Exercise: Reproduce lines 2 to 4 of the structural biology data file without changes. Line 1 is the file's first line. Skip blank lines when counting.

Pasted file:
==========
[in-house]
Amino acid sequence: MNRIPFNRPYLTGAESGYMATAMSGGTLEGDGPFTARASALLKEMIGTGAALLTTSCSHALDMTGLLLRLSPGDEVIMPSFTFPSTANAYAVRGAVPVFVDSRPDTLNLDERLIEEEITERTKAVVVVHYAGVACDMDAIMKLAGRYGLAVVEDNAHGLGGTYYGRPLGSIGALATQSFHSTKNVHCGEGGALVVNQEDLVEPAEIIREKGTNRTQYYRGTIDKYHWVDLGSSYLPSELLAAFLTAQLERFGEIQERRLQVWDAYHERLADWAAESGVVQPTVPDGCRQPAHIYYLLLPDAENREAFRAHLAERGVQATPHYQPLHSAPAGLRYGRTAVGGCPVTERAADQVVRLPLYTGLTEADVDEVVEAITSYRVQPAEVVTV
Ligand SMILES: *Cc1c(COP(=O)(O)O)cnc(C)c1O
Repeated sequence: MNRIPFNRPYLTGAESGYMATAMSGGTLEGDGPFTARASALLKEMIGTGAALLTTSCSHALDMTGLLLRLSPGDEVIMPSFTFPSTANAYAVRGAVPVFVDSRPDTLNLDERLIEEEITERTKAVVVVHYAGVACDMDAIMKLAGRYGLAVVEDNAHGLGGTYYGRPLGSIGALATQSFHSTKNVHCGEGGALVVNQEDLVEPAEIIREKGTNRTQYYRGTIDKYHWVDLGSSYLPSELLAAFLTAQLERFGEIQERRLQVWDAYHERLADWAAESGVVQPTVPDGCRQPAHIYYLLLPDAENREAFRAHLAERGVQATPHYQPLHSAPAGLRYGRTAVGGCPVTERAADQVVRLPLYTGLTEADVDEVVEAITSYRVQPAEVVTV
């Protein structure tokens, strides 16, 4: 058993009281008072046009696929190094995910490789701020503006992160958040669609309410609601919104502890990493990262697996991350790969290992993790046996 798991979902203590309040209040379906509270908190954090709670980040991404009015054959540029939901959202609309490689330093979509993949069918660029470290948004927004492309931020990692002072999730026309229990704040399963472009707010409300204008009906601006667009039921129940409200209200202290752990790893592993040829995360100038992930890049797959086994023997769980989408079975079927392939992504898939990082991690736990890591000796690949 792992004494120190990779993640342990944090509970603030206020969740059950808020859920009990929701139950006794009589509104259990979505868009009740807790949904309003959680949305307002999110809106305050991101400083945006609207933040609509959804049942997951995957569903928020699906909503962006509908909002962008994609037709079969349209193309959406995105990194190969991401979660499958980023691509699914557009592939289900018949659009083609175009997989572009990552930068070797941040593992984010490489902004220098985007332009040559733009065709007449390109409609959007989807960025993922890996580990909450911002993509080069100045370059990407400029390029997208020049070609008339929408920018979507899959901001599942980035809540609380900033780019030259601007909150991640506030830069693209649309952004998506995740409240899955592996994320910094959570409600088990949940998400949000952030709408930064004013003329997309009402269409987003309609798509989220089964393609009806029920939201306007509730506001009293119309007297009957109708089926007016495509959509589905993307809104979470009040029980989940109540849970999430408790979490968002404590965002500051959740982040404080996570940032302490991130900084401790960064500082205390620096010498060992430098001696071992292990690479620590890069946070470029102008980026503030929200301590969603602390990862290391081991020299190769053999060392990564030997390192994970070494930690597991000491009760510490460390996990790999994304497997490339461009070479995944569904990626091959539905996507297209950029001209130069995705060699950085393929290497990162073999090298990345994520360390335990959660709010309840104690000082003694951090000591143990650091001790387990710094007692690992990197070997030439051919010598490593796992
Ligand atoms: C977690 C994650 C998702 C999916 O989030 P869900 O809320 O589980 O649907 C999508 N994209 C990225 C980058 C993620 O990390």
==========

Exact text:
Amino acid sequence: MNRIPFNRPYLTGAESGYMATAMSGGTLEGDGPFTARASALLKEMIGTGAALLTTSCSHALDMTGLLLRLSPGDEVIMPSFTFPSTANAYAVRGAVPVFVDSRPDTLNLDERLIEEEITERTKAVVVVHYAGVACDMDAIMKLAGRYGLAVVEDNAHGLGGTYYGRPLGSIGALATQSFHSTKNVHCGEGGALVVNQEDLVEPAEIIREKGTNRTQYYRGTIDKYHWVDLGSSYLPSELLAAFLTAQLERFGEIQERRLQVWDAYHERLADWAAESGVVQPTVPDGCRQPAHIYYLLLPDAENREAFRAHLAERGVQATPHYQPLHSAPAGLRYGRTAVGGCPVTERAADQVVRLPLYTGLTEADVDEVVEAITSYRVQPAEVVTV
Ligand SMILES: *Cc1c(COP(=O)(O)O)cnc(C)c1O
Repeated sequence: MNRIPFNRPYLTGAESGYMATAMSGGTLEGDGPFTARASALLKEMIGTGAALLTTSCSHALDMTGLLLRLSPGDEVIMPSFTFPSTANAYAVRGAVPVFVDSRPDTLNLDERLIEEEITERTKAVVVVHYAGVACDMDAIMKLAGRYGLAVVEDNAHGLGGTYYGRPLGSIGALATQSFHSTKNVHCGEGGALVVNQEDLVEPAEIIREKGTNRTQYYRGTIDKYHWVDLGSSYLPSELLAAFLTAQLERFGEIQERRLQVWDAYHERLADWAAESGVVQPTVPDGCRQPAHIYYLLLPDAENREAFRAHLAERGVQATPHYQPLHSAPAGLRYGRTAVGGCPVTERAADQVVRLPLYTGLTEADVDEVVEAITSYRVQPAEVVTV